Async Rust in Practice: Performance, Pitfalls, Profiling

First Issue Arises

A few weeks ago, an interesting issue appeared on our GitHub tracker. It was reported that, despite our care in designing the driver to be efficient, it proved to be unpleasantly slower than one of the competing drivers, cassandra-cpp, which is a Rust wrapper of a C++ CQL driver. The author of latte, a latency tester for Cassandra (and Scylla), pointed out that switching the back-end from cassandra-cpp to scylla-rust-driver resulted in an unacceptable performance regression. Time to investigate!

Reproducing the Problem

At first, we were unable to reproduce the issue — all experiments seemed to prove that scylla-rust-driver is at least as fast as the other drivers, and often provides better throughput and latency than all the tested alternatives.


After we were able to reliably reproduce the results, it was time to look at profiling results — both the ones provided in the original issue and the ones generated by our tests.

cargo flamegraph your-app your-params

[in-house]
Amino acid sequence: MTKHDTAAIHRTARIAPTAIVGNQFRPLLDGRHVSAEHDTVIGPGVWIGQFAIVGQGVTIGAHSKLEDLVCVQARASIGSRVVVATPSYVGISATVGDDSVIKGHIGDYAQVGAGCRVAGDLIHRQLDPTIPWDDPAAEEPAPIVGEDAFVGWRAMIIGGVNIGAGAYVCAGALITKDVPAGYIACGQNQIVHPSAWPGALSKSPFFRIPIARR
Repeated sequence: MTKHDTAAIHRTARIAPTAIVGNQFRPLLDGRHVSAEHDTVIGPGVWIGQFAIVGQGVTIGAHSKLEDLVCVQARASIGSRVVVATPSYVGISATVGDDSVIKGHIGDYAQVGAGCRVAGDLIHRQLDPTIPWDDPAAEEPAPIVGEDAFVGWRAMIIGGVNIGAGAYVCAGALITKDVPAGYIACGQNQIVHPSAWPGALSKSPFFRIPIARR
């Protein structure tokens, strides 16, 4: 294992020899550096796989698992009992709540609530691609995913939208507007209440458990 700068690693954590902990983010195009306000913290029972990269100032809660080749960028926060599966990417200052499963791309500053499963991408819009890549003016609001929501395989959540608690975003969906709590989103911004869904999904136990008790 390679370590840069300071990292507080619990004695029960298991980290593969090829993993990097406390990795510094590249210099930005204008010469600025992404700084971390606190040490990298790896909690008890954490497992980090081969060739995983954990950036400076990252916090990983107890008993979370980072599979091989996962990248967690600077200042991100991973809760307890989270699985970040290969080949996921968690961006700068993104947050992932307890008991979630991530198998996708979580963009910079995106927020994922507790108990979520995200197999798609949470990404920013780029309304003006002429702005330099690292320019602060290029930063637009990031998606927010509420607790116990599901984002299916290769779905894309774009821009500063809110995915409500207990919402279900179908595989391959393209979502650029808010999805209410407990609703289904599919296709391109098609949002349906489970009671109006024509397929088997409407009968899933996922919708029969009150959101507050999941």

Rust ecosystem is great at testing various small changes introduced on the dependencies of your project, which was invaluable when comparing various fixes applied to scylla-rust-driver, without having to publish anything on crates. If you want to test a particular change made to one of your dependencies, before it was published (or even on your own fork, where you applied some experimental changes yourself!), you can simply provide a git repo path in Cargo.toml:

scylla = { git = "", branch = "some_custom_branch" }

Root Cause №1

Ultimately, the root cause of the original issue was our lack of buffering of reads and writes.

Root Cause №2: a Pitfall in Async Rust

That’s not the end of the story at all! In fact, the most interesting bit was uncovered later, after the first fix was already applied.

Quadratic Behavior?

Yes, an experiment performed by one of our engineers hinted that using a combinator for Rust futures — FuturesUnordered — appears to cause quadratic rise of execution time, compared to a similar problem being expressed without the combinator, by using Tokio’s spawn utility directly.

The Pitfall

In order to fully grasp the problem one needs to understand how Rust async runtimes work.

The Solution

Since FuturesUnordered are part of the Rust’s futures crate, the issue was reported in there directly: It was recognized and triaged very quickly by one of the contributors – the response time was really impressive!


The world of async programming in Rust is still young, but very actively developed. Investigating and getting rid of bottlenecks and pitfalls is a very useful skill, so don’t hesitate in joining in the effort — e.g. by becoming a contributor to our brand new, native Scylla driver!



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